Caught outside at the start of a raid in the Belfast Blitz as the incendiary bombs rain down, Audrey looks up at the sky, transfixed by its eerie beauty. She watches ‘the first magnesium flares falling, bursting into incandescent light, hanging there over the city like chandeliers’. It is the sort of thing you never forget, she thinks, ‘not in a lifetime’.
This scene in These Days, by the Northern Irish writer Lucy Caldwell, brilliantly captures familiar territory for anyone who has read about the Blitz. The awe at the peculiar beauty, the feeling that this is unforgettable and will change people forever, the desire to domesticate these undomesticated happenings (the chandeliers): all this comes up often in fiction and memoir from the period. Caldwell’s originality is to push moment-by-moment reflections into consuming thematic concerns. What is a lifetime? her novel asks, movingly and compellingly. Do we have an individual responsibility to shape our lives, and does that mean somehow being true to the kinds of intense feelings that an extreme experience such as the Blitz brings out in us?
Caldwell’s cast is an upper-middle-class family in central Belfast. The father, Philip, is a doctor, used to putting on a brave face and therefore unprepared for being overwhelmed by the traumatic sights he witnesses. The mother, Florence, is still half-consumed by the loss of a secret youthful lover. Their two daughters, Audrey and Emma, are just embarking on adulthood when war breaks out. Emma signs up as a first-aider and falls seriously in love with a female colleague whose death is overwhelming both for Emma and the reader when it happens daringly early in the narrative. Audrey has just started a career that she will soon give up when she marries the respectable fiancé she is dimly aware she does not love.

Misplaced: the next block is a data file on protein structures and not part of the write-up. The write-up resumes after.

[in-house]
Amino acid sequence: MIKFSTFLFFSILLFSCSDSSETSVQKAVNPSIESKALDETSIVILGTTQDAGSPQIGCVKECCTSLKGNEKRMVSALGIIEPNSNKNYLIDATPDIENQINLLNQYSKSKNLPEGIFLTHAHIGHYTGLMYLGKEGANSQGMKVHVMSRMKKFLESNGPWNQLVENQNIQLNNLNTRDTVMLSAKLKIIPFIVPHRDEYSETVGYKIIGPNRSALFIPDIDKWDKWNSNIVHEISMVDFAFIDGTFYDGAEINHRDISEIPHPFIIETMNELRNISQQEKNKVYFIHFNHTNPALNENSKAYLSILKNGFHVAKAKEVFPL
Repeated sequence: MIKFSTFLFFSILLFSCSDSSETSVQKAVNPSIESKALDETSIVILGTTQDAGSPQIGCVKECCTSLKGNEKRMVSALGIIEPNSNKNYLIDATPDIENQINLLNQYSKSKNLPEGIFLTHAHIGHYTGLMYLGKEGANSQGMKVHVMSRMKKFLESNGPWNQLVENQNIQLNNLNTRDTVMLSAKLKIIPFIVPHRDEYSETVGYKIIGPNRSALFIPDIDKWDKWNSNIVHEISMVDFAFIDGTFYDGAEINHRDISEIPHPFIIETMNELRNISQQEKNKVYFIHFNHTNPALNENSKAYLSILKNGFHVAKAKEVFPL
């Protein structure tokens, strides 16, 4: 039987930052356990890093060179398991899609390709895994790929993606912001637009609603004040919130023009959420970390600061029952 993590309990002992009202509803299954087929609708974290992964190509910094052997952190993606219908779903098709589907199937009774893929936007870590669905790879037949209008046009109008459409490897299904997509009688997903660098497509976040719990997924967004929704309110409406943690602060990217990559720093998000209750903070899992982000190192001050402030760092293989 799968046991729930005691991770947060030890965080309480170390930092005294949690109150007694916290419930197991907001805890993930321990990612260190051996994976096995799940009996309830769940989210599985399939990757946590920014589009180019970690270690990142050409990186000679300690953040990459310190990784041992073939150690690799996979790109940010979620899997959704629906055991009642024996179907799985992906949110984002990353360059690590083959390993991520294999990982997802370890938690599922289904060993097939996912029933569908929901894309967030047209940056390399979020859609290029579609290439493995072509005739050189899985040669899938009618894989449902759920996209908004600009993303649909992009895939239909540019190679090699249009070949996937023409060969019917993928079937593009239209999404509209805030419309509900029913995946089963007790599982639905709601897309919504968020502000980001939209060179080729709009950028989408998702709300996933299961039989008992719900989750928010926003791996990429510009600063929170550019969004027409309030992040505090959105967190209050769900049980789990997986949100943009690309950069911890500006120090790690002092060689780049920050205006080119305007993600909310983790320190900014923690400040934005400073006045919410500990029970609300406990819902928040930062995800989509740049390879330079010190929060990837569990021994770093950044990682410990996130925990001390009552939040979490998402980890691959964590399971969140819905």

The narrative voice moves between Florence, Audrey and Emma, capturing their patterns of thought and speech with a casual eloquence that calls to mind Mrs Dalloway, especially in Florence’s sections (‘Yes, she thinks: we must each face our death alone, rise up to meet it, untangling all of the cords, all of the tiny hooks by which our souls have sought to attach themselves.’) Behind these intimate points of view there is also a grander voice – of Belfast – which finds its way into large-scale set pieces and also intimate cameos of people of every age and class. As the book progressed, I was astonished by the calm confidence with which Caldwell weaves this vast tapestry.
I did wonder at times why this novel has come to be written now. The answer may lie simply in what novels at their best do, which is to illuminate the overlooked and to take us away from any over-easy sense that we know what the big questions are. There are themes here that speak to our times: the wastefulness of war, the need not to do things just because they are the obvious things to do, the inequity of class, the uneasy relationship between Northern Ireland and the Republic (heightened in the war by the Republic’s neutrality). None of these are pressed especially hard and the book seems to delight in its own old-fashionedness. To most readers this won’t matter; what does is the sumptuousness of the prose, the evocativeness of the descriptions and the fully realised characters, all of which make this a masterly achievement.
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